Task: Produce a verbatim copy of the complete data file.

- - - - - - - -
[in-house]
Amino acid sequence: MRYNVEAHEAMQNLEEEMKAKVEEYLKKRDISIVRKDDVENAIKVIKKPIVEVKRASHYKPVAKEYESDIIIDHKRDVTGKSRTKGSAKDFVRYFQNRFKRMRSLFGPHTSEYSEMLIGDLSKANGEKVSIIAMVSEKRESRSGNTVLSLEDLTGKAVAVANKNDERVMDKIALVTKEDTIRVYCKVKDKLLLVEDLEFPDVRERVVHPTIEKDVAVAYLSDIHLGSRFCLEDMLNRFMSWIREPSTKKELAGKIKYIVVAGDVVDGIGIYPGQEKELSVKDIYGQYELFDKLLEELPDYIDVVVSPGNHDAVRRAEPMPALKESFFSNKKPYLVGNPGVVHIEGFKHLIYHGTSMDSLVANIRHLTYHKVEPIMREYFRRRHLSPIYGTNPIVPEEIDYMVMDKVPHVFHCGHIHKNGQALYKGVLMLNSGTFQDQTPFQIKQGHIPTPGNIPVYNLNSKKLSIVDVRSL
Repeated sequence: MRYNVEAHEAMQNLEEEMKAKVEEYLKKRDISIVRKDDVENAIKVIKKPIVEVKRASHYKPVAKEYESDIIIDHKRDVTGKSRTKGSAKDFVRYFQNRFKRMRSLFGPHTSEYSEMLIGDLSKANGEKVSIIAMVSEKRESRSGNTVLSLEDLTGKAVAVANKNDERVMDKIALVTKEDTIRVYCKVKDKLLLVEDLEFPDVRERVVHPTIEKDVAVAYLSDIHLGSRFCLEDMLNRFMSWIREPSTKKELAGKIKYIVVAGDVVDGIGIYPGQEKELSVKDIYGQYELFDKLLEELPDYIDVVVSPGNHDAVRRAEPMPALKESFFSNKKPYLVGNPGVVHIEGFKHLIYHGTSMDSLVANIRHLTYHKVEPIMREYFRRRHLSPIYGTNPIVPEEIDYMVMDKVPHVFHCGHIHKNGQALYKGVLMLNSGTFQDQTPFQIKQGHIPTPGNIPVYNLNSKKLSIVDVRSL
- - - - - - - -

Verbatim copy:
[in-house]
Amino acid sequence: MRYNVEAHEAMQNLEEEMKAKVEEYLKKRDISIVRKDDVENAIKVIKKPIVEVKRASHYKPVAKEYESDIIIDHKRDVTGKSRTKGSAKDFVRYFQNRFKRMRSLFGPHTSEYSEMLIGDLSKANGEKVSIIAMVSEKRESRSGNTVLSLEDLTGKAVAVANKNDERVMDKIALVTKEDTIRVYCKVKDKLLLVEDLEFPDVRERVVHPTIEKDVAVAYLSDIHLGSRFCLEDMLNRFMSWIREPSTKKELAGKIKYIVVAGDVVDGIGIYPGQEKELSVKDIYGQYELFDKLLEELPDYIDVVVSPGNHDAVRRAEPMPALKESFFSNKKPYLVGNPGVVHIEGFKHLIYHGTSMDSLVANIRHLTYHKVEPIMREYFRRRHLSPIYGTNPIVPEEIDYMVMDKVPHVFHCGHIHKNGQALYKGVLMLNSGTFQDQTPFQIKQGHIPTPGNIPVYNLNSKKLSIVDVRSL
Repeated sequence: MRYNVEAHEAMQNLEEEMKAKVEEYLKKRDISIVRKDDVENAIKVIKKPIVEVKRASHYKPVAKEYESDIIIDHKRDVTGKSRTKGSAKDFVRYFQNRFKRMRSLFGPHTSEYSEMLIGDLSKANGEKVSIIAMVSEKRESRSGNTVLSLEDLTGKAVAVANKNDERVMDKIALVTKEDTIRVYCKVKDKLLLVEDLEFPDVRERVVHPTIEKDVAVAYLSDIHLGSRFCLEDMLNRFMSWIREPSTKKELAGKIKYIVVAGDVVDGIGIYPGQEKELSVKDIYGQYELFDKLLEELPDYIDVVVSPGNHDAVRRAEPMPALKESFFSNKKPYLVGNPGVVHIEGFKHLIYHGTSMDSLVANIRHLTYHKVEPIMREYFRRRHLSPIYGTNPIVPEEIDYMVMDKVPHVFHCGHIHKNGQALYKGVLMLNSGTFQDQTPFQIKQGHIPTPGNIPVYNLNSKKLSIVDVRSL